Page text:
Many residents in Montgomery County have now experienced the harm from the operations at Deer Run Mine for the last 5 years. If residents are unhappy with the first 5 years of Deer Run Mine operation, they will pretty much experience the same daily interactions, with perhaps more intensity. Illinois Department of Natural Resources/Office of Mines and Minerals recently renewed Permit 399 for another 5 years and the Illinois EPA will also be extending the National Pollutant Discharge Elimination System water permit. The Illinois Environmental Protection Agency lifetime air permit still has no monitoring of particulate matter in the community and still requires only calculations of dust at the mine site.
Permit 424 was just approved, so the 2nd high rise coal slurry impoundment will soon start to be constructed after the water permits are approved.Â Â The public hearings for the 2 water permits will be held June 4, 2014 at Hillsboro High School by the IEPA. The NPDES Permit for the 2nd impoundment will be held at 5:00 P.M. The water quality 401 Certification public hearing for the 2nd impoundment and its impact on our economy will be held at 7:30 P.M.
Coal processing does not have to result in a coal slurry impoundment, but IDNR/OMM as we all know approves whatever Hillsboro Energy LLC (HEL) requests. Lessons learned from the impoundment problems at Shay 1 in Carlinville, Illinois, Monterey 2 in Germantown, Illinois and the many impoundments in West Virginia show that Illinois citizens will pay a high cost in the long term.
The many concerns about coal dust, noise, water contamination, health issues, property values, and traffic delays, will continue and will be enhanced with construction of the 2nd impoundment. There will be no additional monitoring or testing of chemicals in the air or water resources even with the expansion.
All of the discharges from the 9 mine outfalls pass through an unlined water reservoir called Shoal Creek Watershed Structure Five, overflow into Central Park Creek, continued through Hillsboro, and finally empty into Middle Fork Shoal Creek. The discharges from the mine interact with surface waters in the county, but no monitoring of the most harmful components of coal is required. HEL does not acknowledge that harmful metals like arsenic, chromium, lead, selenium, etc or any organic toxic compounds like polycyclic aromatic hydrocarbons exist in coal and as a result it is not required to analyze for these toxic substances in surface water samples. At least that is what was submitted by HEL to the IEPA on the application for the NPDES water permit for Deer Run. See 3 pages of the NPDES application submitted by HEL for Permit IL0078727 that denies the presence of harmful metals other than mercury and denies the toxic hydrocarbons in coal.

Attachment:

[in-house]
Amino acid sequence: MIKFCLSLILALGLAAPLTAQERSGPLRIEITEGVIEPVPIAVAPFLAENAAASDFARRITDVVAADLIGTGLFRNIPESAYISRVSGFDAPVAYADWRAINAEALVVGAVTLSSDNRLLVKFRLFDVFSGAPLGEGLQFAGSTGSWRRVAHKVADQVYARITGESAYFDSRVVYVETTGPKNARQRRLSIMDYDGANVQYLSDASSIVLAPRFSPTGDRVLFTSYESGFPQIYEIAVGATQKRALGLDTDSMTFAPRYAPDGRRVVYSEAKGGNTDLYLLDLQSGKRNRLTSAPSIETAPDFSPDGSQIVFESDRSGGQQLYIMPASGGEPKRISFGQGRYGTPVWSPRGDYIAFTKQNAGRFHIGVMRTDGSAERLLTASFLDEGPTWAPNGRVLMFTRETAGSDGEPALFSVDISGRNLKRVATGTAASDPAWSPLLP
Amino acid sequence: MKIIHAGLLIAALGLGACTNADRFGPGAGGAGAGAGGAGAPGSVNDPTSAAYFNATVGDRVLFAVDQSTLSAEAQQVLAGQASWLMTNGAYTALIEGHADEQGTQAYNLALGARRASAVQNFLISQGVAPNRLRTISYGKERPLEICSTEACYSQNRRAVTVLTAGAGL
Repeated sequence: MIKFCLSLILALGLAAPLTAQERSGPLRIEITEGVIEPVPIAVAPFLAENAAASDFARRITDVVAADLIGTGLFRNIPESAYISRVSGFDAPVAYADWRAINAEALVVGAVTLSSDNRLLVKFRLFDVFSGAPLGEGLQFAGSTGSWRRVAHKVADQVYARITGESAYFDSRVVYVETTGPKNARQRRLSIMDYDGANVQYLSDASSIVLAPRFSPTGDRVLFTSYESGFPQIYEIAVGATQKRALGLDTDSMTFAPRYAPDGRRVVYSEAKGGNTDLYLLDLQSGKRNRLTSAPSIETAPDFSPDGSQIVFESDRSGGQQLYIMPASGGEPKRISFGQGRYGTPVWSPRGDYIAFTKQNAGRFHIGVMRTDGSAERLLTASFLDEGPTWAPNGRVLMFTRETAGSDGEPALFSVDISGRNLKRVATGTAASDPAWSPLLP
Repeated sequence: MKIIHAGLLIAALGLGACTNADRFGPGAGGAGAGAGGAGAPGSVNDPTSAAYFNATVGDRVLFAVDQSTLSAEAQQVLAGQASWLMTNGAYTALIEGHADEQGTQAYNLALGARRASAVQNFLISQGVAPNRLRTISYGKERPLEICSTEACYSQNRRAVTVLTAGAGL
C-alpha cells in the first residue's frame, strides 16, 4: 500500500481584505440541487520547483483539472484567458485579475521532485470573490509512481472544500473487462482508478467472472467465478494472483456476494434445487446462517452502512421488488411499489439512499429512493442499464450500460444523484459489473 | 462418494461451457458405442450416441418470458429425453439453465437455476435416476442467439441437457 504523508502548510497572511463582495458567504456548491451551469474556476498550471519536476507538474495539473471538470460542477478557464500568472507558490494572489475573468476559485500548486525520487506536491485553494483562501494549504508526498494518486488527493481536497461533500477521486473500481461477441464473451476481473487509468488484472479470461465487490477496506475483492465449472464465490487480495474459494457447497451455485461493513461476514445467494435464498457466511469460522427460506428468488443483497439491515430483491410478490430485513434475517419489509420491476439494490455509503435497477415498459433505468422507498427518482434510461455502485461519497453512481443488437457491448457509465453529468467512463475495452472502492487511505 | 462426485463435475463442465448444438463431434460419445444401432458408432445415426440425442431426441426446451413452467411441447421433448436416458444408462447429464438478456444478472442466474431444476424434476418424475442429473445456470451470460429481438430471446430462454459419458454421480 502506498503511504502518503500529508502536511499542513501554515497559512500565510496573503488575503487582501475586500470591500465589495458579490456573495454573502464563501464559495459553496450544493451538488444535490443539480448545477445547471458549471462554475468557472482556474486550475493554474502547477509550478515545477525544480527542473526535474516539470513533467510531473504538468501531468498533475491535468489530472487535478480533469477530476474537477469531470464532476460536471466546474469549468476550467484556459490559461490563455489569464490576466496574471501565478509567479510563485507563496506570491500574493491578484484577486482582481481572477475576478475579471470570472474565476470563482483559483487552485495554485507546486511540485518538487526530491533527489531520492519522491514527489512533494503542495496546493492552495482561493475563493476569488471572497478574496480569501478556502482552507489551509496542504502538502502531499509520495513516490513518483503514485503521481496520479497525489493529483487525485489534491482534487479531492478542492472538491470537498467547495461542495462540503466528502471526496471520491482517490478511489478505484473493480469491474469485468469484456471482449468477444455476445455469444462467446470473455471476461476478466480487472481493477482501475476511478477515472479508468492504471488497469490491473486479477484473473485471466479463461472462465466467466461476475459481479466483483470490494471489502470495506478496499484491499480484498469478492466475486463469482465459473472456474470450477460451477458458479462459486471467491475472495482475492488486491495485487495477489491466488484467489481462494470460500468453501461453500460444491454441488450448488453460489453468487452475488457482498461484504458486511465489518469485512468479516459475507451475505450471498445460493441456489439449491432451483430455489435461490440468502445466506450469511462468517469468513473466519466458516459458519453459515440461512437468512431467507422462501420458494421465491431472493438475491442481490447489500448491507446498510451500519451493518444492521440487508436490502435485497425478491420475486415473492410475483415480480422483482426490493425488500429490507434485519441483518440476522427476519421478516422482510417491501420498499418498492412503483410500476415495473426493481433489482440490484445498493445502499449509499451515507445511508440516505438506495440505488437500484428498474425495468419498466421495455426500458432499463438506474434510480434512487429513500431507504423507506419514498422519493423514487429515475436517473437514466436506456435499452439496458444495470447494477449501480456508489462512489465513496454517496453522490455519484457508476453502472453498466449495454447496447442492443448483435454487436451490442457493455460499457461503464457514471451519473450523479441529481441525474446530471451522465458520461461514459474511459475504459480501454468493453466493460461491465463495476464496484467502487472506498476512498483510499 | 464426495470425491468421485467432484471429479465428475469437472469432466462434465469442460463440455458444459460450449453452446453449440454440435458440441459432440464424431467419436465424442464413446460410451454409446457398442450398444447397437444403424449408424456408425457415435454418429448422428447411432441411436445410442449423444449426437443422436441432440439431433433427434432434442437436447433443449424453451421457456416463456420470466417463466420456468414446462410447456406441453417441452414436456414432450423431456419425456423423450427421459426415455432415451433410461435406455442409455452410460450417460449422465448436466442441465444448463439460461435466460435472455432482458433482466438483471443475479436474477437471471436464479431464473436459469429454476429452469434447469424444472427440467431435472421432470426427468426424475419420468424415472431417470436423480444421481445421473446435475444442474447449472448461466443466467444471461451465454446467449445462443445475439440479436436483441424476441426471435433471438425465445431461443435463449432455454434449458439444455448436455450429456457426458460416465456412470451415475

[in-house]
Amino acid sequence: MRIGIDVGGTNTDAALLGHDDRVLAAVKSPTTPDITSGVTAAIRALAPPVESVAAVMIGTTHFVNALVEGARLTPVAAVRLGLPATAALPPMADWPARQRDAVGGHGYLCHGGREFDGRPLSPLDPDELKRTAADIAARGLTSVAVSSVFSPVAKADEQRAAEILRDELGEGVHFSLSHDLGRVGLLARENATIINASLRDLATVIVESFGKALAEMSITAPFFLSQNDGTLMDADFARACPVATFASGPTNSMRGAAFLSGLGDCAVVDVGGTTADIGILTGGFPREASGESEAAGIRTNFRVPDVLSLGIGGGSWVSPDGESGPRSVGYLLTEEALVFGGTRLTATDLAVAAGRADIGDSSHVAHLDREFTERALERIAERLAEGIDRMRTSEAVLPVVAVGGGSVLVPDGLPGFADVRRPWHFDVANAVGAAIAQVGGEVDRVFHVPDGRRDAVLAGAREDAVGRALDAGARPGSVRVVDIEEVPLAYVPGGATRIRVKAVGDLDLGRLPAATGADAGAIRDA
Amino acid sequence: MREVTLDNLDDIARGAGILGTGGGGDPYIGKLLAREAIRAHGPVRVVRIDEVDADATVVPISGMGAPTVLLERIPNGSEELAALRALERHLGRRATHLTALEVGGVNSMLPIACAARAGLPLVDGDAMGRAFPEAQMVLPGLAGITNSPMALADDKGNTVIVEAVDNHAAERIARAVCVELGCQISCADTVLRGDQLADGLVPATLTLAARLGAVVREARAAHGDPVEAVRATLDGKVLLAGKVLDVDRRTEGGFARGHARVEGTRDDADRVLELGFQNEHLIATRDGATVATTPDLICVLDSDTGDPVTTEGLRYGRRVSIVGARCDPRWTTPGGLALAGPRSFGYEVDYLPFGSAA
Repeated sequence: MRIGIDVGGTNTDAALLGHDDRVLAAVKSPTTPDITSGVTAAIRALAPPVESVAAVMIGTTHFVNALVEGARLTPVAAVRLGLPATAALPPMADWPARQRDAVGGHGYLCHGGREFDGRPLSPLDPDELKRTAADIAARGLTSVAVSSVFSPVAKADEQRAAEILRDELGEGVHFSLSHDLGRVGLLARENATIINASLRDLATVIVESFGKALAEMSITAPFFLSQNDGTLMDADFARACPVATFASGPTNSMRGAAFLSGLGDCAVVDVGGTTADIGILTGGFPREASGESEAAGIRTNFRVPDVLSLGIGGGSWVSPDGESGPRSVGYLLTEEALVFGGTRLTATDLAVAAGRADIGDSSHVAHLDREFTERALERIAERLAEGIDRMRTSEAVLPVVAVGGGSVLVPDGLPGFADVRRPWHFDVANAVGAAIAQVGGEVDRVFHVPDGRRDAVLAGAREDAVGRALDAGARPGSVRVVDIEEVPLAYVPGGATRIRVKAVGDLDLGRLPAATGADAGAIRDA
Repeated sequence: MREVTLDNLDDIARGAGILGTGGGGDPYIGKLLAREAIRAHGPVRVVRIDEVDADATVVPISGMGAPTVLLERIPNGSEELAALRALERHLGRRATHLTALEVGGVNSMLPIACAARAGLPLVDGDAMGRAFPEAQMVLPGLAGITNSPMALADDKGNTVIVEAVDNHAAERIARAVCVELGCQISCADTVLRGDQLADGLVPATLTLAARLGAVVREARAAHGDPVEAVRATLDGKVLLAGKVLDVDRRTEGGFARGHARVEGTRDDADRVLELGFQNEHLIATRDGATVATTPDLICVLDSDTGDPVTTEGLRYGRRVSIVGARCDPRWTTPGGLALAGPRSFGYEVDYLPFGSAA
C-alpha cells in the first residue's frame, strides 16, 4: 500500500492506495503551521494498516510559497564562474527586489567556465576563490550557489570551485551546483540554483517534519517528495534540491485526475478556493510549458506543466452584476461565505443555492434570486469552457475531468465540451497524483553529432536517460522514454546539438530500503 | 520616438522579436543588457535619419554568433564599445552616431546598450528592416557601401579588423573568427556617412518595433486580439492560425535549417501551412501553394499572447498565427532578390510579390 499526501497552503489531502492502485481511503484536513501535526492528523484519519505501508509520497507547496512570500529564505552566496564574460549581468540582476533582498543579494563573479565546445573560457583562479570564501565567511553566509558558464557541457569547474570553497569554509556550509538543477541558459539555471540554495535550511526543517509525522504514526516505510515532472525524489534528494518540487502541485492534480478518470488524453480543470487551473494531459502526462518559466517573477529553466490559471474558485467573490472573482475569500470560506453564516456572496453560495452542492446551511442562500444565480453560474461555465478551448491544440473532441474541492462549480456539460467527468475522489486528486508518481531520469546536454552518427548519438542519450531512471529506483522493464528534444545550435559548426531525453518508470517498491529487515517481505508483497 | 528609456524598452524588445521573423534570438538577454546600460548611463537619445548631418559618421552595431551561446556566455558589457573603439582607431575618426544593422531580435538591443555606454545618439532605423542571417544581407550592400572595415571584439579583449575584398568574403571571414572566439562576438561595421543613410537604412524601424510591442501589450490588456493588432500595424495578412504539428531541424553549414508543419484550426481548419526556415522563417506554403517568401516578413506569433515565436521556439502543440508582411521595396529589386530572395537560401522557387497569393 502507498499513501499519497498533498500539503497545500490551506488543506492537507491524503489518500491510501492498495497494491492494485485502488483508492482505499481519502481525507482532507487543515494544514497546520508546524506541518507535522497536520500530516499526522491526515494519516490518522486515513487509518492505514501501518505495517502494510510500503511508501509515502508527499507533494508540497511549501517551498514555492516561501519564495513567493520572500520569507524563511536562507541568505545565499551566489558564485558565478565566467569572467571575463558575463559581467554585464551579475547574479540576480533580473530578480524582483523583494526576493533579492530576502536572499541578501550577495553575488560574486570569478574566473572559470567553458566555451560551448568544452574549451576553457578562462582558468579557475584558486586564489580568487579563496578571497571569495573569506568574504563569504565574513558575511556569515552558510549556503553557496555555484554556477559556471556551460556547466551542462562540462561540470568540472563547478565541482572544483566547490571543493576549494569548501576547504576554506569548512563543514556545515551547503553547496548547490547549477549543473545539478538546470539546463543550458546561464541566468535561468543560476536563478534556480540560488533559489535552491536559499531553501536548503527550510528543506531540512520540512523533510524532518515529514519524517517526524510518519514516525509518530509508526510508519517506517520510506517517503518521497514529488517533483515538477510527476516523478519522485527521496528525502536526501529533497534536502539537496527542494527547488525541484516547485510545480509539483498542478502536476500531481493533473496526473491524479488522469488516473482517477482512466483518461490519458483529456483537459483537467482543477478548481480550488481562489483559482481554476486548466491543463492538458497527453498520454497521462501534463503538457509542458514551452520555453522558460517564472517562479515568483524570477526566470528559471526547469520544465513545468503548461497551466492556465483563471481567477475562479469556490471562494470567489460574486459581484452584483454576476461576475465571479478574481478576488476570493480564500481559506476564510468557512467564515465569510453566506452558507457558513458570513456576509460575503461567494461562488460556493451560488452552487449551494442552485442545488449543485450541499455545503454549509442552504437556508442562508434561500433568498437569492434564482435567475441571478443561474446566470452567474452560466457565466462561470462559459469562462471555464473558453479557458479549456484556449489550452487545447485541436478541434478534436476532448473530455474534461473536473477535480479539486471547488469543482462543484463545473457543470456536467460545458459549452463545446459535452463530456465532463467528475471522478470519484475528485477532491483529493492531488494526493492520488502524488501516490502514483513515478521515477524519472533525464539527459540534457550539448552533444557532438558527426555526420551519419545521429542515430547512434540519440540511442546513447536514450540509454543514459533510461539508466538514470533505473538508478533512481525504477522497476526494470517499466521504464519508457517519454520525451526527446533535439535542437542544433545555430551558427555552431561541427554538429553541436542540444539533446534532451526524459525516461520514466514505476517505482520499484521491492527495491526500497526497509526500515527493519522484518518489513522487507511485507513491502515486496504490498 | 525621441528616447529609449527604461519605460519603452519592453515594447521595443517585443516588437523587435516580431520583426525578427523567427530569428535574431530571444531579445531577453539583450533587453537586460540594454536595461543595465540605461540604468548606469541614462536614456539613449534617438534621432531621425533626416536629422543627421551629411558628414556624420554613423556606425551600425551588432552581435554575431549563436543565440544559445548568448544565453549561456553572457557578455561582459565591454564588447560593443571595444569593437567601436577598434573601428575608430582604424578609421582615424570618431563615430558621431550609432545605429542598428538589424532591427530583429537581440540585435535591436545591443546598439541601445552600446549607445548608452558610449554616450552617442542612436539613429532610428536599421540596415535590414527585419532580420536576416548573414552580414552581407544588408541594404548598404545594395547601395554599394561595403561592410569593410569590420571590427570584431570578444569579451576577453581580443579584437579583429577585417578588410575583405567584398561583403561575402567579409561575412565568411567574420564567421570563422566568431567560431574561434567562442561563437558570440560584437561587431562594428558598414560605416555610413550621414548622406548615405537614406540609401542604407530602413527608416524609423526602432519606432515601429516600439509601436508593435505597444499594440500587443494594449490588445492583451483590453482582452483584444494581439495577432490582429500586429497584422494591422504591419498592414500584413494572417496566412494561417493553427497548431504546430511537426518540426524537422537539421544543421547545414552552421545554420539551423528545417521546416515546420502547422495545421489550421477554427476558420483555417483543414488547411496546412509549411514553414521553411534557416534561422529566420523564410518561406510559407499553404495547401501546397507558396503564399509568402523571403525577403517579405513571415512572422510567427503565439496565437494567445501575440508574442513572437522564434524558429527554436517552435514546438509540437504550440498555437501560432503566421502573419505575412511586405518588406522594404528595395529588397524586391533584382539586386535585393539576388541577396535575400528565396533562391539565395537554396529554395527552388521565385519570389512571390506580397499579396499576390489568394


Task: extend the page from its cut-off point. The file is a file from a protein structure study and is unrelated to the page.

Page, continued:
The development of Deer Run Mine was encouraged by Roger Dennison, the President of HEL, who emphasized economic growth in this area. He still works for Chris Cline/Foresight Energy, but mainly at Shay 1 Mine in Carlinville. The tragedy of Deer Run Mine is the lack of protections from coal contamination in the community; IDNR/OMM and IEPA have failed to require adequate testing and monitoring.
The mine has been here for 5 years, and we still seem to have the same economic issues. Looking back at the financial relationship among Deer Run Mine, Montgomery County and the City of Hillsboro, there are reasons to believe that economic benefit did come, but not to the city or county. The city and county officials tried to enhance and better the community by promoting the mine, but some negotiations were not in the best interests of the citizens. The mineral rights to 120,000 acres in Montgomery County that sold to the Chris Cline Group for 7.2 million were resold later for approximately a quarter of a billion dollars. Hillsboro airport was sold as undeveloped land with devalued buildings not appraised as a licensed, functional airport. During the construction of Deer Run Mine, the bills were paid by the city and later reimbursed by the Chris Cline Group without any compensation to the city. The taxpayer is covering the security and emergency management training costs for Deer Run Mine. Over 20 homes have been torn down and subsidence of land and roads are happening. Coal dust, noise, 2 high rise dam impoundments, and traffic delays will further devalue property values and quality of life.
Politics has played a detrimental role in life and death decisions related to coal mining. Chris Cline/Foresight Energy Group moved into the Illinois coal basin with the same determination it used in West Virginia. According to public records, large sums of money were contributed to campaigns of Illinois officials by this corporate interest prior to and during pending coal permit applications. IDNR/OMM has failed to fulfill its mission to the citizens of Illinois. Read more at these links:
The mine has been considered as an economic boom to Montgomery County by some, but a health hazard and unacceptable environmental concern to others. It seems that the monetary gain of coal royalty payments would be valued more if HEL were required to confine the fugitive coal dust to the mine site and have air monitors in the community to establish that it is in compliance. If Central Park Creek and Middle Fork Shoal Creek would be monitored for all of the harmful chemicals in coal, the community would surely appreciate the knowledge that its surface waters are not being contaminated.
Will citizens demand the environment they deserve and the support from regulatory agencies they should have?